RLC in the Media: Strip-search trauma similar to that of sexual assaults, NSW music festival inquest told
The trauma experienced in police strip searches is akin to that suffered during sexual assaults, the New South Wales music festivals inquest has heard.
AAP reports for The Guardian
A harm reduction campaigner and a criminologist told the inquest on Friday that the experience of being ordered to undress in front of police and accused of concealing drugs could cause long-lasting mental effects.
The issue of strip searches at music festivals has risen a number of times during the inquest, which is examining the deaths of six young people from MDMA toxicity at NSW music festivals between December 2017 and January 2019.
Counsel assisting the coroner Peggy Dwyer told the court on Thursday that the inquest would seek access to NSW police strip search protocols, saying the circumstances under which they are permitted should be understood "by the general public at large."
The results of a Freedom of Information request released on Friday by the Redfern Legal Centre suggest, however, that these protocols may not exist.
In December RLC requested a copy of standard operating procedures related to strip searches in NSW, but only received copies of extracts from the publicly available police code of practice and police force handbook.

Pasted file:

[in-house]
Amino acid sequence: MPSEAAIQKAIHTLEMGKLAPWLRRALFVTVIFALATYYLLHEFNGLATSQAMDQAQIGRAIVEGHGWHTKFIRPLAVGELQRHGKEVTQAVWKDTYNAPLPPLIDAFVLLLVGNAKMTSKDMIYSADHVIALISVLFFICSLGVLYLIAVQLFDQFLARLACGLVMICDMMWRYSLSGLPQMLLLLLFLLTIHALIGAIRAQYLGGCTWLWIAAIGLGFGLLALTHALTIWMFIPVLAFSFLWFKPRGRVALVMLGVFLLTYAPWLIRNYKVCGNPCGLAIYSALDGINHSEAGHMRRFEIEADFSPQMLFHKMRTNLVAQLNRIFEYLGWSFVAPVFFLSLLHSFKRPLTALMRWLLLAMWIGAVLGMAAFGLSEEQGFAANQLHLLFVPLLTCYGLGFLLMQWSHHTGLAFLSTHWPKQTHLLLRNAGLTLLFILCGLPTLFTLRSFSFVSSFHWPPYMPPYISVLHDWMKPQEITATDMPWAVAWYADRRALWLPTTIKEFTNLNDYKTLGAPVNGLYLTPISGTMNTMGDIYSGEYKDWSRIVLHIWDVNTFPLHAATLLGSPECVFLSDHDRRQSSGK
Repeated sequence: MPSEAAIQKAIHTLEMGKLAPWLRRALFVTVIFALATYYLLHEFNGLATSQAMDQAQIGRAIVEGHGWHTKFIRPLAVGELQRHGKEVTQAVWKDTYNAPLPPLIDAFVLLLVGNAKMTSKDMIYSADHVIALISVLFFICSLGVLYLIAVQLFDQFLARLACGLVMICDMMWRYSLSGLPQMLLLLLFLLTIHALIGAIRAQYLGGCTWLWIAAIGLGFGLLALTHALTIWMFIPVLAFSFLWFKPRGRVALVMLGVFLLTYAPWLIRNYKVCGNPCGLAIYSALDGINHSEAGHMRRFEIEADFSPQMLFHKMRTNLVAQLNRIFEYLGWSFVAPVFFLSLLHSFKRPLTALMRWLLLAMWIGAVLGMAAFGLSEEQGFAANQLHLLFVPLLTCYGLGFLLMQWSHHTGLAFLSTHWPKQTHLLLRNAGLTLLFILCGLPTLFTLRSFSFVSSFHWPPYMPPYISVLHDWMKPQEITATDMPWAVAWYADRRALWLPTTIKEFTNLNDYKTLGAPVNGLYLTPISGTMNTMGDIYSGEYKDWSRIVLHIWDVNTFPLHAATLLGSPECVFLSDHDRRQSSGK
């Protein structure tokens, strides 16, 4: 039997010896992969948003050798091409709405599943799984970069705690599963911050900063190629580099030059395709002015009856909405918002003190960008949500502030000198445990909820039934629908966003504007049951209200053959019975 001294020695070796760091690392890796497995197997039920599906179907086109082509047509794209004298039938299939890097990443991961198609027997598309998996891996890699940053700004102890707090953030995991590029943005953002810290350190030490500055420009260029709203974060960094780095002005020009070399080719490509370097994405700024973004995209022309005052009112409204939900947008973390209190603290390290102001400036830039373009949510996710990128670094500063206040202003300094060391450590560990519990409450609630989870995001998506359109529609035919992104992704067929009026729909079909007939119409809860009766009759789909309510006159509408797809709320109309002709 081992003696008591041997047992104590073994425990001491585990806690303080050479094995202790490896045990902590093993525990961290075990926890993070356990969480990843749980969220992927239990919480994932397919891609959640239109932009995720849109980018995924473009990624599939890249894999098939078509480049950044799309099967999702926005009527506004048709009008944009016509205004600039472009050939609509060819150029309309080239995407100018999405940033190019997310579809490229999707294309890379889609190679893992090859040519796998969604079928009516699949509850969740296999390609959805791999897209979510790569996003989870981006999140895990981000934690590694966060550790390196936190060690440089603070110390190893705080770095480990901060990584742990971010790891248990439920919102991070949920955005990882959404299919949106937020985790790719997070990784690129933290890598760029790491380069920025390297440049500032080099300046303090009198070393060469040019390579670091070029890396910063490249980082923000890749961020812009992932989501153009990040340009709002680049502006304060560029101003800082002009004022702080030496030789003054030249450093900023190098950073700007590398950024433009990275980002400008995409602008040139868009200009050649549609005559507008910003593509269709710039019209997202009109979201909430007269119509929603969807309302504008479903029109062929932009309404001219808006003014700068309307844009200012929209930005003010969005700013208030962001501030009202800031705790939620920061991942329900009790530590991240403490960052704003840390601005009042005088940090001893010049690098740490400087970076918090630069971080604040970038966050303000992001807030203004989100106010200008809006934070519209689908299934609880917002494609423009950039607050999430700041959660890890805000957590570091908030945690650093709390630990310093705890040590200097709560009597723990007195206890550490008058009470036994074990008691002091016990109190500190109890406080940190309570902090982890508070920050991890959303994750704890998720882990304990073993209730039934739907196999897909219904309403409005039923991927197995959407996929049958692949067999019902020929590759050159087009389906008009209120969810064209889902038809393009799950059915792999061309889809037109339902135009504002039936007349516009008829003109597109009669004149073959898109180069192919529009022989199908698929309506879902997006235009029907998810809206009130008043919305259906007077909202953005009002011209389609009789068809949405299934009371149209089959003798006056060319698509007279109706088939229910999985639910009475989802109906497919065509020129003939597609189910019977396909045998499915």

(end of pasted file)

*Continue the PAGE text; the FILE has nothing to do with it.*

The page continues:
Under NSW law police can carry out a strip search if an officer suspects on reasonable grounds that the search is necessary, and that the seriousness and urgency of the circumstances make it necessary.
However critics of the practice have raised concerns over the lack of detail concerning how police make this decision.
If the protocols exist they should be "immediately put on the public record", said head of Redfern Legal Centre's policy accountability section Samantha Lee.
"As well as robust laws to protect the public, rigorous and clear guidance should be available to all police undertaking this invasive and humiliating process to ensure that a strip search is only used in the most exceptional circumstances."
Will Tregoning, founder of harm reduction organisation Uharm, told the inquest that he had spoken to people who had likened their strip-search experiences to sexual assault and raised concern about the climate of fear the practice was creating amongst young people.
Read the full article here (The Guardian, 19 July 2019)